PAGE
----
When the System Fails a Child
September 25, 2020
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This article is part of our Summer 2020 Breaking Barriers. This installment focuses on parents of loved ones living with Fetal Alcohol Spectrum Disorder coming to grips with the realities of this unexpected, difficult, lifelong disability that was unknown two generations ago. If you'd like to read more stories from this issue, please subscribe to Breaking Barriers. Editor’s note: Author’s name withheld upon request; all names have been changed.
As their daughter fell deeper into a life of drugs and alcohol, Bev and Doug were faced with the awful prospect of seeing their two preschool-age granddaughters placed in foster care. “We’ll take them,” the active couple agreed. “We can give them a good life and keep them from being bounced from place to place with strangers.”
This was not an easy decision for the couple as both children had challenges. The eldest child, Sarah, was described as “a handful.” The baby suffered from a heart defect and other physical ailments. However, Bev knew that living with Grandma and Grandpa would be a lot better than the unstable life they had experienced so far with their mother.
The children adjusted well to the predictability of their grandparents’ home. Still, Sarah’s unpredictable behavior did not diminish. When Doug fell ill and died a few years later, Bev was left to raise the children alone. As Sarah grew older, her behavioral challenges worsened. Bev reached out for support within the healthcare system and was connected to a specialized facility in Toronto that diagnosed Sarah with an alcohol-related neurological disorder. This helped Bev understand that Sarah’s challenges were part of a larger constellation of prenatal brain damage caused by maternal drinking.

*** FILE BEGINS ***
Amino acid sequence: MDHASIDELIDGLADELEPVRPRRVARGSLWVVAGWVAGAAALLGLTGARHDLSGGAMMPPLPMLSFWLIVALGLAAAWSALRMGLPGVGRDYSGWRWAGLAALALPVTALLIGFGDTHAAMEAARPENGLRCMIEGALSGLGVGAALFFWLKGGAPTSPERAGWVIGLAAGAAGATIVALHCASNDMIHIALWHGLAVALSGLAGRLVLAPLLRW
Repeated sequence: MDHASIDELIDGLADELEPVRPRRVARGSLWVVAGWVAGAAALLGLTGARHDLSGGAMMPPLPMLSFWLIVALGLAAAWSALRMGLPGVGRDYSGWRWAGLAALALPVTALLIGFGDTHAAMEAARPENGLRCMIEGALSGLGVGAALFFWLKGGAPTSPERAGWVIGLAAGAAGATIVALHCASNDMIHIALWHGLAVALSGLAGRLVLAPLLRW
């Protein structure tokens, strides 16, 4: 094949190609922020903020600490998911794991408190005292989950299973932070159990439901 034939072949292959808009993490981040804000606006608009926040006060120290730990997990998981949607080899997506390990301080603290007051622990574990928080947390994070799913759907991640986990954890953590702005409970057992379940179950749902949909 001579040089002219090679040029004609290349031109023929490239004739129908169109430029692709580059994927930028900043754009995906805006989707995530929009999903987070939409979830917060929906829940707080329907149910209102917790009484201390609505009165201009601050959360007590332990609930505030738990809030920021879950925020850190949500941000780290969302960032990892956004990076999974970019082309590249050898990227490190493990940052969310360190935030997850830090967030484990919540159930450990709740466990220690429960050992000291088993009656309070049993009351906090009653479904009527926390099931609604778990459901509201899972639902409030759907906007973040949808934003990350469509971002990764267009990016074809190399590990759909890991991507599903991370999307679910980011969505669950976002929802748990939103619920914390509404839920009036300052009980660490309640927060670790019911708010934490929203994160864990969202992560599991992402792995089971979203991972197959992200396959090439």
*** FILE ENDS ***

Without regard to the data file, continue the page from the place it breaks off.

Counseling was arranged with a physician specialized in FASD, and Bev’s hopes for her granddaughter were rekindled. Perhaps with support and medication this child could succeed. As Sarah entered puberty, her feelings of rage and defiance intensified, and she became uncontrollable. She threatened her grandmother and her sister with a knife and began bullying other children at school. After multiple police involvements and disruptions in the neighborhood, Bev knew professional intervention was required.
She contacted a regional child protection agency and reported her granddaughter’s threats of suicide and her escalating violence. To Bev’s surprise and utter dismay, the authorities took Sarah into custody, assuming that abuse in the home was the root of her problems. Sarah was permitted to refuse the counseling Bev had arranged for her as well as terminate the medication prescribed by the FASD specialist.
Sarah has now been in four foster homes, none of which have been able to manage her. Bev is only allowed limited access to her granddaughter. She laments the future of this vulnerable youth who needs more support than the system is offering her.
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How sad! Why do those agencies always assume that bad behaviour is caused by abuse in the home? You'd think they would at least do their homework and check things out before removing a child. In Québec the Direction de Protection de la Jeunesse (Children's Aid), was put into trusteeship because it failed to intervene in a child abuse case. I know that seems to contradict the above, but kids can be abused in foster care as well as in the home environment, and there is no guarantee that removing them from their familiar environment will protect them from abuse. Nor that their home is necessarily more abusive than foster care would be.
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